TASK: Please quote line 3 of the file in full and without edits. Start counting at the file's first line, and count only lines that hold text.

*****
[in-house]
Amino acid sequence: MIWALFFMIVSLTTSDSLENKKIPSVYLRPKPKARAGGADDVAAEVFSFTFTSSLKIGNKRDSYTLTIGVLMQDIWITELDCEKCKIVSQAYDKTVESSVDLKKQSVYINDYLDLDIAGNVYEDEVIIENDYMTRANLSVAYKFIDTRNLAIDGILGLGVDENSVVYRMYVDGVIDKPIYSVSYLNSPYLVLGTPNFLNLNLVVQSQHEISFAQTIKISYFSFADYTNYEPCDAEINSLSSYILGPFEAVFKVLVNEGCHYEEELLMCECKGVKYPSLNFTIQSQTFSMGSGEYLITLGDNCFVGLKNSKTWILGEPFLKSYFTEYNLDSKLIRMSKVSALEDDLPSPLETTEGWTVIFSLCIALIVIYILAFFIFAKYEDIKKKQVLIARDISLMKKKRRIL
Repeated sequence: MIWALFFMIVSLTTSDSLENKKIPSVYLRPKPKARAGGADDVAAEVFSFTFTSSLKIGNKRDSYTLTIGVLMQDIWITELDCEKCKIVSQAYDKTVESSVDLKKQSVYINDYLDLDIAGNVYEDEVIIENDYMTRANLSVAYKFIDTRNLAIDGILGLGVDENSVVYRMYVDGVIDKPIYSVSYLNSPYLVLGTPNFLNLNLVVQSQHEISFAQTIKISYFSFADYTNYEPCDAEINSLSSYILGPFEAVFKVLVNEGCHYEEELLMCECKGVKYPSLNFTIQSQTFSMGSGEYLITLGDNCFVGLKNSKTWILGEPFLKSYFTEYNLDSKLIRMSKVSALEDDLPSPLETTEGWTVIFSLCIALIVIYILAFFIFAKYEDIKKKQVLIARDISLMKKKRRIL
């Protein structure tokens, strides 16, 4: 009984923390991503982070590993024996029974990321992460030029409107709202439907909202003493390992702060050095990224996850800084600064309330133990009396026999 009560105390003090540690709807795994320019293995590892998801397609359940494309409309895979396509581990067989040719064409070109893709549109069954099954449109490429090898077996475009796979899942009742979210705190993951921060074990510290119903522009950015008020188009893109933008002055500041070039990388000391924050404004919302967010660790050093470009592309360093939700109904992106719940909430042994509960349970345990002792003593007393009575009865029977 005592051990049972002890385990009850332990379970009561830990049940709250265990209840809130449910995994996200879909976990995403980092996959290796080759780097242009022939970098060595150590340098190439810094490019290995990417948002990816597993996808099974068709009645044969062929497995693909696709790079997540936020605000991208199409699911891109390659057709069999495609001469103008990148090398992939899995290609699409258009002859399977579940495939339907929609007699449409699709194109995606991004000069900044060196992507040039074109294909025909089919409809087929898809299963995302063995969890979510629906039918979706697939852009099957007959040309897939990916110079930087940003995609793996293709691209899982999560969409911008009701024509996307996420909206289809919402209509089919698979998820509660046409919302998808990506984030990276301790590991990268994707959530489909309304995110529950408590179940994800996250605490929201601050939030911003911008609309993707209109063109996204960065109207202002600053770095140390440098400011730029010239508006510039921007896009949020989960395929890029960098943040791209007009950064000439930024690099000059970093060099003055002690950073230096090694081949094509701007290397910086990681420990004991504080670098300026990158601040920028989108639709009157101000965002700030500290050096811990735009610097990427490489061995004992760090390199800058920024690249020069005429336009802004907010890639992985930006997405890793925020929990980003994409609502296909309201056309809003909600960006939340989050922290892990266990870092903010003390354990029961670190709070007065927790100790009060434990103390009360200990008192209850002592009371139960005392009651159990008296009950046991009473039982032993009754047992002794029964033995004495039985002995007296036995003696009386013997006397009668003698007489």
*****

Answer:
Repeated sequence: MIWALFFMIVSLTTSDSLENKKIPSVYLRPKPKARAGGADDVAAEVFSFTFTSSLKIGNKRDSYTLTIGVLMQDIWITELDCEKCKIVSQAYDKTVESSVDLKKQSVYINDYLDLDIAGNVYEDEVIIENDYMTRANLSVAYKFIDTRNLAIDGILGLGVDENSVVYRMYVDGVIDKPIYSVSYLNSPYLVLGTPNFLNLNLVVQSQHEISFAQTIKISYFSFADYTNYEPCDAEINSLSSYILGPFEAVFKVLVNEGCHYEEELLMCECKGVKYPSLNFTIQSQTFSMGSGEYLITLGDNCFVGLKNSKTWILGEPFLKSYFTEYNLDSKLIRMSKVSALEDDLPSPLETTEGWTVIFSLCIALIVIYILAFFIFAKYEDIKKKQVLIARDISLMKKKRRIL